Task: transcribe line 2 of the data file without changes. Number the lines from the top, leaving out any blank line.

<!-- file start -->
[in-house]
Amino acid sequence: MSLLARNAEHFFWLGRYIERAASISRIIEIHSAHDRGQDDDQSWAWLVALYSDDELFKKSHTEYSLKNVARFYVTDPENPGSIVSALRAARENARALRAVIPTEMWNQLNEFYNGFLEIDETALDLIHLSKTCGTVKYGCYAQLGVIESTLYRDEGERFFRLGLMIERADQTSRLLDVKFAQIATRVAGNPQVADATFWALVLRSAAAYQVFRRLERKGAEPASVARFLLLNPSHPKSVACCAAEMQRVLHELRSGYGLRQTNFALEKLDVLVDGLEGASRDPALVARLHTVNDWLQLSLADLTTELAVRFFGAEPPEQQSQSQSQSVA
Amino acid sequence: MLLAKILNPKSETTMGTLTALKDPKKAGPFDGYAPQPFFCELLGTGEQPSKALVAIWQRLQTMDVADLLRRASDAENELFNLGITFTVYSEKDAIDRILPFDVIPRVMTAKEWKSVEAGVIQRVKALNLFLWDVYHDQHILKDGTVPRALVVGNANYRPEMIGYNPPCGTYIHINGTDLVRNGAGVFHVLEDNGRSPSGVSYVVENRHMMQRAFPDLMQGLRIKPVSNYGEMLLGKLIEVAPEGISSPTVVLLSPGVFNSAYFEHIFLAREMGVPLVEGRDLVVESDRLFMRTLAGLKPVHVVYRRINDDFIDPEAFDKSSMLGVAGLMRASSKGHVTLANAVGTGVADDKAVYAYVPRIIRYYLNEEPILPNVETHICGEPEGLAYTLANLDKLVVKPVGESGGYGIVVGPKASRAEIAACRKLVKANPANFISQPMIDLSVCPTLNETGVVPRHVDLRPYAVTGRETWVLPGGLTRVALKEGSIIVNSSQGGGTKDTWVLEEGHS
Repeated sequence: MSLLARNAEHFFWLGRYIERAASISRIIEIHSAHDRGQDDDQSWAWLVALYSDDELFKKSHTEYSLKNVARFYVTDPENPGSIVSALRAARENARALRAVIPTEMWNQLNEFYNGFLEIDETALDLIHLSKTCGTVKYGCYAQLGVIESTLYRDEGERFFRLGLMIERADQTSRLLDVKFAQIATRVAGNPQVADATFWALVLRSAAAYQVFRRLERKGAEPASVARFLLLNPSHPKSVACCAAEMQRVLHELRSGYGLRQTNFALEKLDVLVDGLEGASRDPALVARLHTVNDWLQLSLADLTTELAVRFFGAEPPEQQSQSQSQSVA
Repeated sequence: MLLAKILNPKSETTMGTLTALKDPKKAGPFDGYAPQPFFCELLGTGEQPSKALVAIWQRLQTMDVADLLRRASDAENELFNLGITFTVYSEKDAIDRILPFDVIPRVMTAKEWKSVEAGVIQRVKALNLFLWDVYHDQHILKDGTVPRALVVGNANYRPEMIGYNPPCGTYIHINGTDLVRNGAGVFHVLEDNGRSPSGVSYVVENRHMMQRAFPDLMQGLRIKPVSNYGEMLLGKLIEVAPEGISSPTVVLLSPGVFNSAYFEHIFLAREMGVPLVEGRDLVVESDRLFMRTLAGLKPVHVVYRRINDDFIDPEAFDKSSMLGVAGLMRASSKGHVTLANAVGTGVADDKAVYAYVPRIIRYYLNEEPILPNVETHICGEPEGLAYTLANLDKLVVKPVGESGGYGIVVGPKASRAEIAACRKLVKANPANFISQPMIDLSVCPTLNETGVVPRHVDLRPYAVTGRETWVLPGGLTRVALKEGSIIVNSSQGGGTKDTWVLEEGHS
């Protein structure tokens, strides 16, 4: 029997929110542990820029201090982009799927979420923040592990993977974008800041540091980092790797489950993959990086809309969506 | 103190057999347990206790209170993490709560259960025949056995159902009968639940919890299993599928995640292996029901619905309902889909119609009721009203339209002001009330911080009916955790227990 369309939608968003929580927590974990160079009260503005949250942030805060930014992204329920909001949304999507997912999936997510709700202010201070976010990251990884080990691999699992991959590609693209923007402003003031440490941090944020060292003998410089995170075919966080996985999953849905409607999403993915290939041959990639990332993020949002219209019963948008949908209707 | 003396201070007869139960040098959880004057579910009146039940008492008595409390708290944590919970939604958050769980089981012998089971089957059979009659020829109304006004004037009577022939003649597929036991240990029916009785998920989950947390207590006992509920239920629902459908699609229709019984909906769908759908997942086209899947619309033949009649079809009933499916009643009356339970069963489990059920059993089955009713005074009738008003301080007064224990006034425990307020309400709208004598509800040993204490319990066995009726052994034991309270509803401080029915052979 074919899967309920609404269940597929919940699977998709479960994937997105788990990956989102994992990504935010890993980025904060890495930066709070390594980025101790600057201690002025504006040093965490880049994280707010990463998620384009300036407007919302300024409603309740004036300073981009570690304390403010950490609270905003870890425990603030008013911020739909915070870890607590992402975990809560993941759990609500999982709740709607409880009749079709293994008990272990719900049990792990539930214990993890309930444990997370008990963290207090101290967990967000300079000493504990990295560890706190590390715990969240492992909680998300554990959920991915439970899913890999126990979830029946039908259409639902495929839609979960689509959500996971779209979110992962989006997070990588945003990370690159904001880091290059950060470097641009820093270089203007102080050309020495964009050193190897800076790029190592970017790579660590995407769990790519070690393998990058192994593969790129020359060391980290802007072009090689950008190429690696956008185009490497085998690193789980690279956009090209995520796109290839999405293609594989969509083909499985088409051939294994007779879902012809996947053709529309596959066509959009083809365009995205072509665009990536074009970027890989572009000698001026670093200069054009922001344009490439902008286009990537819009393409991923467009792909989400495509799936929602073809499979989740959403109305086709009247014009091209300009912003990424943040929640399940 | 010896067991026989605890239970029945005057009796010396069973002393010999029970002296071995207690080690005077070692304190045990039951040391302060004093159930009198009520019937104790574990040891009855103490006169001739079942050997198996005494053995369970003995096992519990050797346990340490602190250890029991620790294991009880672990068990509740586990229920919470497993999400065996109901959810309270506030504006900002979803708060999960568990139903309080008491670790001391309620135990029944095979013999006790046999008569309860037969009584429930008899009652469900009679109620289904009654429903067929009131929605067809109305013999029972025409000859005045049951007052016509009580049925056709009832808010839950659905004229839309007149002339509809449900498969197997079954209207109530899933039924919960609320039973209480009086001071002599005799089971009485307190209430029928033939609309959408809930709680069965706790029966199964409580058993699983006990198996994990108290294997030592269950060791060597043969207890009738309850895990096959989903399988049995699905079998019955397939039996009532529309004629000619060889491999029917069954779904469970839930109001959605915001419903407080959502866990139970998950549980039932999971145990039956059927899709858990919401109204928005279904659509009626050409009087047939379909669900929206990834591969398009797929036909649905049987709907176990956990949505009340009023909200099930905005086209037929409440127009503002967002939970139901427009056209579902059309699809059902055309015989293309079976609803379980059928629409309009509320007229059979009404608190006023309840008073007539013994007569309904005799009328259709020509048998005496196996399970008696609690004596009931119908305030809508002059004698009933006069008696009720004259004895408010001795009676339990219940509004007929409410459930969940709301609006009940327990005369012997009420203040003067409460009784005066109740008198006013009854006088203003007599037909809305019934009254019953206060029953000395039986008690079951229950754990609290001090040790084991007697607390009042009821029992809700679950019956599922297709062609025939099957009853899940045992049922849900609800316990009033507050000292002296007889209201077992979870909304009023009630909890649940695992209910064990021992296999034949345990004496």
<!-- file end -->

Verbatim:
Amino acid sequence: MSLLARNAEHFFWLGRYIERAASISRIIEIHSAHDRGQDDDQSWAWLVALYSDDELFKKSHTEYSLKNVARFYVTDPENPGSIVSALRAARENARALRAVIPTEMWNQLNEFYNGFLEIDETALDLIHLSKTCGTVKYGCYAQLGVIESTLYRDEGERFFRLGLMIERADQTSRLLDVKFAQIATRVAGNPQVADATFWALVLRSAAAYQVFRRLERKGAEPASVARFLLLNPSHPKSVACCAAEMQRVLHELRSGYGLRQTNFALEKLDVLVDGLEGASRDPALVARLHTVNDWLQLSLADLTTELAVRFFGAEPPEQQSQSQSQSVA